Wednesday, 26 March 2008

New Labour & the FSA Experiment - Res ipsa loquitur

The cacophony of background noise is a trademark of the political theatre a.k.a. - Prime Minister’s Questions (PMQ’s). But occasionally, one can make what I could only describe as rather telling observations.

David Cameron decided to use his “bag of six” – questions that is, to bludgeon the Prime Minster on the Financial Services Authority (FSA) inept handing of the Northern Rock crisis. Unfortunately for him, his observations on ineptitude were partially reciprocated, as he returned the favour; making a poor case for a valid argument.

The fact is we really need not look very far to see an excellent example of effective regulation in action – cue The Federal Reserve Board. Just take a look at how deftly the Fed dealt with the near collapse of Bear Stearns, and contrast this with the slipshod action or “inaction”, of the FSA in conjunction with BoE in dealing with a similar situation – the collapse of Northern Rock. Even as the dust is still settling, it is clear that the American approach of quasi-public regulation is far more superior. More importantly, the Fed as a unitary authority is an approach that while not perfect, has the benefit of pooling resources, and presenting itself to the banking industry as a sole place of reference.

While I am not quite ready to hitch my cart to the Tory economic engine, I most certainly support the Tories premise to hammer home the point that all this talk about New Labours economic prowess is just that – talk! Furthermore; the decision to split responsibilities of banking supervision and regulation between that of the Bank of England and the FSA have proven to be categorically short-sighted and economically sophomoric.

Yes, we all know the ability of Gordon Brown to verbally vomit statistics at will is amazing, if not of a mild autistic savant. However; The Tory party can rightfully argue that the decision to separate the powers of regulatory supervision between the FSA and the BoE was one of poor judgment.

I further opine that in light of FSA admitting in their own style that they are simply not up to the job, that the regulation of addressing:

      • Banking panics;
      • Striking a balance between private interests of banks and the centralized responsibility of the government;
      • supervising and regulating banking institutions;
      • maintain the stability of the financial system and containing systemic risk in financial markets;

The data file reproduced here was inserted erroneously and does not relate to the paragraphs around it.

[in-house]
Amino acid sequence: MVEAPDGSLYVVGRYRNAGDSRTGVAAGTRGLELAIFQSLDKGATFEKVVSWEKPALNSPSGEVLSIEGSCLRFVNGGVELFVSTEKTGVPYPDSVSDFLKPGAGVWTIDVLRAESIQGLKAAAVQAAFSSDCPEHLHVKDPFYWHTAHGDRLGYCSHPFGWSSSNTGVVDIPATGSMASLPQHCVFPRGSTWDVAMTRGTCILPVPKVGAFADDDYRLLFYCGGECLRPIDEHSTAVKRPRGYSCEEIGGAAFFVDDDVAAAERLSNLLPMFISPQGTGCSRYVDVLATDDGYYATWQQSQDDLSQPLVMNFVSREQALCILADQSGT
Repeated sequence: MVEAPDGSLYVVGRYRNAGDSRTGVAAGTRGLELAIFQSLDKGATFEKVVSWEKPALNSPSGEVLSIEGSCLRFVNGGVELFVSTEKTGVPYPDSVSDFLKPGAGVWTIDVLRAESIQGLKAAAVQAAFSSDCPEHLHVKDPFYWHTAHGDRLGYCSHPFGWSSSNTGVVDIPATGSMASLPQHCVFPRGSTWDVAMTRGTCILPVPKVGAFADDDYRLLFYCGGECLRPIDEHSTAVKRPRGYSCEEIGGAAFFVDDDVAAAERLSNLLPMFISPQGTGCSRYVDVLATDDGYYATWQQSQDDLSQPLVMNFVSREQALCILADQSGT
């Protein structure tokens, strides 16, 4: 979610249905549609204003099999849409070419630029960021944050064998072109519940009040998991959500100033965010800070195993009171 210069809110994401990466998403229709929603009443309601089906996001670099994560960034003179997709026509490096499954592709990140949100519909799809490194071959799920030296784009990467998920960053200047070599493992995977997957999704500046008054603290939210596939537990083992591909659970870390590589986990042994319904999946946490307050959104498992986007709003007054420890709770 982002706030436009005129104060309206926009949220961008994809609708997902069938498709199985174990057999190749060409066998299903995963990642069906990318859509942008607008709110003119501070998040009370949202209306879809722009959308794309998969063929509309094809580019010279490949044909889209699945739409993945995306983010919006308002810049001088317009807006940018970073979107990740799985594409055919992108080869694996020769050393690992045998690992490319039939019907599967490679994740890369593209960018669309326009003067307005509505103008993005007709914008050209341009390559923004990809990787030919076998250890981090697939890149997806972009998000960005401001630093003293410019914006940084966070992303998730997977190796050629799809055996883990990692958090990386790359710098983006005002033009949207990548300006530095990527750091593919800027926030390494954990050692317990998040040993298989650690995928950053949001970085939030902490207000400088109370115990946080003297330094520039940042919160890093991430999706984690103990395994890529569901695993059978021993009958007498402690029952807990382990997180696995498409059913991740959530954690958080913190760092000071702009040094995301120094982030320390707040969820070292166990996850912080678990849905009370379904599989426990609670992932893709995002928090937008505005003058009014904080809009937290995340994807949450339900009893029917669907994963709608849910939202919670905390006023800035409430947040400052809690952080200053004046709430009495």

• to be responsive to local liquidity needs

Be solely the domain of a quasi-public Bank of England. As a trader myself I have a keen interest in a stable and efficient market place. If the regulator of first instance can’t be trusted, relied upon or worst – proves incompetent, it affects us all. For all the talk from new Labour on prudence and stability, it’s only when things fail, that we get the accurate picture.

Res ipsa loquitur – it speaks for itself! The idea that the status quo of relying on the FSA to effectively deal with systemic risk and regulation in the banking sector, is clearly no longer a sustainable proposition. I fear however, that New Labours response to today’s report from the FSA will be genetically in the style of New Labour – more regulation! It really is the case that "less is more!"

More regulation in the area of banking would be the wrong response. What is needed here is calm insightful fortitude in dealing with issues in banking, against the current backdrop of “tight” credit markets. I know it would be the breaking of a lifetime habit for New Labour to instead look to the private sector for the experience necessary in dealing with and examining the types of risk that banks take.

The ability of the regulator to understand such operational banking risk, goes some way to pre-empting such catastrophic failures such as Northern Rock. The Bank of England is in the best position to understand this, it would be folly indeed to not re-examine this remit, and learn a few lesson from our cousins on the other side of the Atlantic – The Fed!

No comments: